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Online ISSN 1827-1847
Pratesi C. 1, Troisi N. 1, Dorigo W. 1, Alessi Innocenti A. 1, Pratesi G. 2, Pulli R. 1
1 Department of Vascular Surgery University of Florence, Florence, Italy
2 Department of Vascular Surgery University of Tor Vergata, Rome, Italy
Aim. Aim of this study was to assess the impact on the risk rate of early complications after carotid endarterectomy (CEA) of modifications in surgical and anesthesiological techniques introduced in the last decade.
Methods. Between January 1996 and December 2006, 3 658 consecutive CEAs were performed in the Department of Vascular Surgery. All data concerning these interventions were prospectively collected in a dedicated database. Patients operated from 1996 to 1998 (971 interventions, Group 1) were compared with those who underwent CEA from 2004 to 2006 (1 094 interventions, Group 2) to evaluate significant modifications in terms of demographics, indications, surgical and anesthesiological strategies and perioperative (<30 days) results.
Results. Patients in Group 2 had significantly higher percentages of severe comorbidities and were significantly older than patients in Group 1 (mean age 72.9 and 69.9, respectively, P<0.001). Moreover, patients in Group 2 were more likely to be asymptomatic (69.5% vs 56.5%, P<0.001). Interventions were performed under general anesthesia with somatosensory evoked potentials (SEPs) monitoring and selective shunt insertion in all cases but one in Group 1 and in 27.3% of patients in Group 2 (P<0.001), while the remaining 72.7% of interventions in Group 2 were performed under local anesthesia with clinical monitoring and selective shunt insertion. Cumulative shunt insertion rate was 9.4% in Group 1 and 13.1% in Group 2 (P=0.04). In all the interventions in Group 2 early distal clamping of internal carotid artery was performed, while in Group 1 standard technique with dissection of carotid bifurcation followed by arterial clamping was used. In Group 2 there was a significantly higher number of patch closures than in Group 1 (90.5% and 47.5%, respectively; P<0.001). Mean total clamping time was significantly shorter in Group 1 than in Group 2 (28.1 and 34.1 minutes, respectively, P<0.001). Perioperative (<30 days) results in terms of neurological events, strokes and deaths were significantly better in Group 2 than in Group 1 (30-day stroke and death rate of 0.5% and 1.6%, respectively, P=0.01).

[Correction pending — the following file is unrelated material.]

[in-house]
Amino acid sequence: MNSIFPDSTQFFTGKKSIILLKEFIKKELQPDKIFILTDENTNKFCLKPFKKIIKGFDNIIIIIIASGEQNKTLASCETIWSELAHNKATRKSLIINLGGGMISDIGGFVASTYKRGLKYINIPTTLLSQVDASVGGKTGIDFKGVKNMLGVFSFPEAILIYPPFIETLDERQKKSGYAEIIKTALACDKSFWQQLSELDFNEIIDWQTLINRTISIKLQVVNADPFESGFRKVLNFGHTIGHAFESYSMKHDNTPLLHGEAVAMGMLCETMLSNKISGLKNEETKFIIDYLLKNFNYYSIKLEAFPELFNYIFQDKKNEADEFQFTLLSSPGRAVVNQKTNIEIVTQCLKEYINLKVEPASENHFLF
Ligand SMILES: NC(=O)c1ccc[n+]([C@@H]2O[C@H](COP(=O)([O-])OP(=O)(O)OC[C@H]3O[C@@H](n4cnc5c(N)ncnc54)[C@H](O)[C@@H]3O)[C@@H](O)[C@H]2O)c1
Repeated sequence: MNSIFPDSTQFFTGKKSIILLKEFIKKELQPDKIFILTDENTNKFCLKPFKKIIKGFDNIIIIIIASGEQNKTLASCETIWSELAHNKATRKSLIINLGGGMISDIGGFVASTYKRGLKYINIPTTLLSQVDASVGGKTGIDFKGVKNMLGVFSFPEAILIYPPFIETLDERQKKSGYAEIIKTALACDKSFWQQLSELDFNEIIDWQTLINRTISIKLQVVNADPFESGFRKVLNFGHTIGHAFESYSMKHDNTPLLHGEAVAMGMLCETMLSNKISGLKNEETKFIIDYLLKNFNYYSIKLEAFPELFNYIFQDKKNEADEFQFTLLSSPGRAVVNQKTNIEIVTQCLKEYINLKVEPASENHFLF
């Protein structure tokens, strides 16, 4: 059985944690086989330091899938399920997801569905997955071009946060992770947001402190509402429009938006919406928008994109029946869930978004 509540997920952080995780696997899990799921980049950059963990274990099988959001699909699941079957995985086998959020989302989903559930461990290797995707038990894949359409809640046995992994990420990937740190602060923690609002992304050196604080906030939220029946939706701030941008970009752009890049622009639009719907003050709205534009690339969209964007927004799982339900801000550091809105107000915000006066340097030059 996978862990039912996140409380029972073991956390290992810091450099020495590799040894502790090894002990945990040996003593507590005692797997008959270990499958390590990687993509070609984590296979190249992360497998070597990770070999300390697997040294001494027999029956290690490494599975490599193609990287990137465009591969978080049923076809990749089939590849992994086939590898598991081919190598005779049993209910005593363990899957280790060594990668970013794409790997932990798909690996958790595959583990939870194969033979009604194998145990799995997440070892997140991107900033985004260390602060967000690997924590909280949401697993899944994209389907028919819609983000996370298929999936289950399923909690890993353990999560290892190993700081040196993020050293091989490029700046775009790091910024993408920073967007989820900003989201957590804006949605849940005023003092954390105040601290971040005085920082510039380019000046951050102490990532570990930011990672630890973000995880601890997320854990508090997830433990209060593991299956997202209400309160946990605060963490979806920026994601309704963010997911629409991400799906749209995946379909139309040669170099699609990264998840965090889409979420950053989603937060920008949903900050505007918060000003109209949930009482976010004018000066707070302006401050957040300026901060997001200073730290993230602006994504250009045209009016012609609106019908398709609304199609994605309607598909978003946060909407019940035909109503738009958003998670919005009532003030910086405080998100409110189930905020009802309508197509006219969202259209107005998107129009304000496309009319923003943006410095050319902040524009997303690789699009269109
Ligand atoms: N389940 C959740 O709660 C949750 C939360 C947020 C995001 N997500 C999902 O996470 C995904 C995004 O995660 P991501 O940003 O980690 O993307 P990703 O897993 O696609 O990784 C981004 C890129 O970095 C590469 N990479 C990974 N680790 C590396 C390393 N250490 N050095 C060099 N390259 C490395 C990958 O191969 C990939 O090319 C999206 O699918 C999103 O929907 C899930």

Conclusion. Results confirm that CEA remains a strongly effective method of stroke prevention in patients with carotid artery stenosis. The adoption of a safe surgical strategy (early distal control of internal carotid artery, wide use of patch, local anesthesia with clinical monitoring and selective shunt insertion) allowed, in the last decade, to improve significantly results.